More baseless speculation of explaining an unknown with another unknown with this new idea about the most famous war-time vision in the sky story ever told.
An ‘Angel’ which many British soldiers credited with saving their lives in one of the first, brutal battles of World War I may not have been sent from heaven after all – but from the stars.
UFO authors suspect that the famous “Angel of Mons” – described as either St George, St Michael, angels, or crowds of angelic warriors, may in fact have been extraterrestrial.
Many soldiers credited the strange apparitions with saving their lives – and it became a staple of parish magazines. The battle had been one of the first in which the British faced the Germans – and despite retreating, only 1,600 lives were lost.
Decades later, the story is still “swathed in controversy” according to Nigel Watson, author of the Haynes Manual for UFO Investigations, with some attributing the ‘Angel’ to a short story from the Evening Standard, others to British intelligence.
The story goes that during the first World War, when the outnumbered British Army first clashed with the advancing Germans at Mons in Belgium in August of 1914, some vision appeared in the sky (it’s debateable what it was because there are no first hand accounts), supposedly sent by God, that allowed the British to not be roundly trounced on that day. The battle was a key moment in the war, historians say. Was it a miracle?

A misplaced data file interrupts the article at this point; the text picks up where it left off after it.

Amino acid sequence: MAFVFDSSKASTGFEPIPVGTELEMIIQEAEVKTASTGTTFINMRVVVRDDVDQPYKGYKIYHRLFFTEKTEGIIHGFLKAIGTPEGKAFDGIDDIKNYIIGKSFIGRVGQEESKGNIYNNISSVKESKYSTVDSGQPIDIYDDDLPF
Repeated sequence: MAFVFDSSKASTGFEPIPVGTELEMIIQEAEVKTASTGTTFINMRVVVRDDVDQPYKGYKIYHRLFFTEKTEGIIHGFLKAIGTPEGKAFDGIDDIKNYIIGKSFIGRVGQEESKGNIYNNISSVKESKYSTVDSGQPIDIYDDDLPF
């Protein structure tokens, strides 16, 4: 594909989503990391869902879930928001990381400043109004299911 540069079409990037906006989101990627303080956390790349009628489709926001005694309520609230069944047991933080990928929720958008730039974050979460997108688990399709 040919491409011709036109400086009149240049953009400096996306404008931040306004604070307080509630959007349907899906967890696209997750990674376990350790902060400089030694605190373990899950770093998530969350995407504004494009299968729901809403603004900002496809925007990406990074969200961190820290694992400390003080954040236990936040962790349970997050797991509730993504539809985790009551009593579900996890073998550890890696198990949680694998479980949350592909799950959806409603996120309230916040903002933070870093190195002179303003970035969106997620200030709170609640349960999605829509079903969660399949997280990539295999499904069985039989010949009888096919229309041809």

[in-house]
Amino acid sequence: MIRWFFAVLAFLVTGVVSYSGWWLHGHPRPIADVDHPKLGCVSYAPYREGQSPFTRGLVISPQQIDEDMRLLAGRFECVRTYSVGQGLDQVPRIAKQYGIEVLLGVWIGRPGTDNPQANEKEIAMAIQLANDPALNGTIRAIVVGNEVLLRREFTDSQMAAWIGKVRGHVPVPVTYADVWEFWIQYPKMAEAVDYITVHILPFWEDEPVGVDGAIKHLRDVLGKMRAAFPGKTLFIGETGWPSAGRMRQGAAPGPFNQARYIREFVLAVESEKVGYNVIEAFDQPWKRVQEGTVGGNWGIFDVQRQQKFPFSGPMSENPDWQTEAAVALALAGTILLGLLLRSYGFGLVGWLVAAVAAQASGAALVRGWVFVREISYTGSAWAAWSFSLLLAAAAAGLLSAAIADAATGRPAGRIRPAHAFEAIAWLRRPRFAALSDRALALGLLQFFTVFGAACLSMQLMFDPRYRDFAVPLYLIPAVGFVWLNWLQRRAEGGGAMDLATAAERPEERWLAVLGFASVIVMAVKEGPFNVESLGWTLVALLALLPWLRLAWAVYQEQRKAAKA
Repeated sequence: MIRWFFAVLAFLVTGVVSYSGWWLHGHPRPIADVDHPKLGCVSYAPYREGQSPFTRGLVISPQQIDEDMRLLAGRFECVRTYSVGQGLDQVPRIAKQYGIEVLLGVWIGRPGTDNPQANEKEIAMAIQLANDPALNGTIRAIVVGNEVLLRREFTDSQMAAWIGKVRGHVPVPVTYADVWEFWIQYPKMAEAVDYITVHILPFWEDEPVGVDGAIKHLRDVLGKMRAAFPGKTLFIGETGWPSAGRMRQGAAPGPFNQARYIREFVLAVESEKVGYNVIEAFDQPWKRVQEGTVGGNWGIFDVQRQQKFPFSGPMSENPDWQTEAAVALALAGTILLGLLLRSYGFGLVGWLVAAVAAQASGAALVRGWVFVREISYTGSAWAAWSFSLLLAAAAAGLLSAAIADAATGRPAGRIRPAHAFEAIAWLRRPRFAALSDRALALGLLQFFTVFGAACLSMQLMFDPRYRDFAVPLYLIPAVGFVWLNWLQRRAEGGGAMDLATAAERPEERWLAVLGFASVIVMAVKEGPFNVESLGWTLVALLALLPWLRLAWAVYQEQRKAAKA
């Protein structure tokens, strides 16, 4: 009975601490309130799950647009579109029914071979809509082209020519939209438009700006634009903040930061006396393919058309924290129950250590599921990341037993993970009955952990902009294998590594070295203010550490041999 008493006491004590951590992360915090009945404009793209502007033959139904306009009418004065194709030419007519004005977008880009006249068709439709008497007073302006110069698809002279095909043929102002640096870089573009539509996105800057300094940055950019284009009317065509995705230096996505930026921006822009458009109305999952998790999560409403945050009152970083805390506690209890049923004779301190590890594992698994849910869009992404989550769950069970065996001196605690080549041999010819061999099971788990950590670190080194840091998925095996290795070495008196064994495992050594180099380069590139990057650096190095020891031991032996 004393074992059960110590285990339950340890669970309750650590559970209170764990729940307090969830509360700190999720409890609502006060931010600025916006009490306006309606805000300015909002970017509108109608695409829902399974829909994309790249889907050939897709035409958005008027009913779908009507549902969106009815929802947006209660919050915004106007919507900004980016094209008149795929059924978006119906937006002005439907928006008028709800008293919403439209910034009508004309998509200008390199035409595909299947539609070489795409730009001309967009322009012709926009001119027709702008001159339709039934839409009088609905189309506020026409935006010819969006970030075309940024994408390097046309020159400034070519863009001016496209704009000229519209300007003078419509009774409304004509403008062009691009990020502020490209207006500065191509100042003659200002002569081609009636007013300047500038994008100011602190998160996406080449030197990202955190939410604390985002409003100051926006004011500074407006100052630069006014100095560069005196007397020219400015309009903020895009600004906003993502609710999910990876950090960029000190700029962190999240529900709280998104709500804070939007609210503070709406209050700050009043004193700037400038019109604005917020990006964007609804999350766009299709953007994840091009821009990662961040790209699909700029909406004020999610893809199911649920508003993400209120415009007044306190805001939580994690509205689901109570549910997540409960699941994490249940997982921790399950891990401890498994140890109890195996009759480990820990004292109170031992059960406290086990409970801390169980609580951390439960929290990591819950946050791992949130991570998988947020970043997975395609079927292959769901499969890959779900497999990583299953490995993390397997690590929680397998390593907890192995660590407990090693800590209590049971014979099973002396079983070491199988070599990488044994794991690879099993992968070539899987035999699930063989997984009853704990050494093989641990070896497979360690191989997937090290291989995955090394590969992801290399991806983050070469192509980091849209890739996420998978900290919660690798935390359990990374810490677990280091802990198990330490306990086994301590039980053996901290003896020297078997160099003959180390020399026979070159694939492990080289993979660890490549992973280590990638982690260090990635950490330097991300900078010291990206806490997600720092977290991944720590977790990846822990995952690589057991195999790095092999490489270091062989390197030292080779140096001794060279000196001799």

There are many legends about ghostly armies being critical aid during battle. (Lord of the Rings comes to mind for most modern pop culture fans). There was heavy censorship during WWI and accounts were not quick to be heard by the public. The story of the Angel of Mons is traced to a short story published on 29 September 1914 by Welsh author Arthur Machen entitled “The Bowmen” in the London newspaper The Evening News. He was inspired by accounts he’d read of the fighting (of which there was no mention of supernatural help). It was his idea. However the story caught on so strongly that some readers thought it was true. Even returning soldiers said after the fact that they had seen the angel. But there is zero evidence that this story had any basis in truth. However, it remains today as some type of “true account” of a miracle.
So, to suggest it was a UFO is downright silly. This article goes on to say there is something to explain but there is probably NOTHING to explain regarding a vision in sky thus rendering any and all speculation moot. Go to the heart of the issue. Was there anything supernatural claim to begin with? No, it was fiction.
Why can’t good stories just live fine lives as good stories, not spinoff of nonsense passed off as plausible?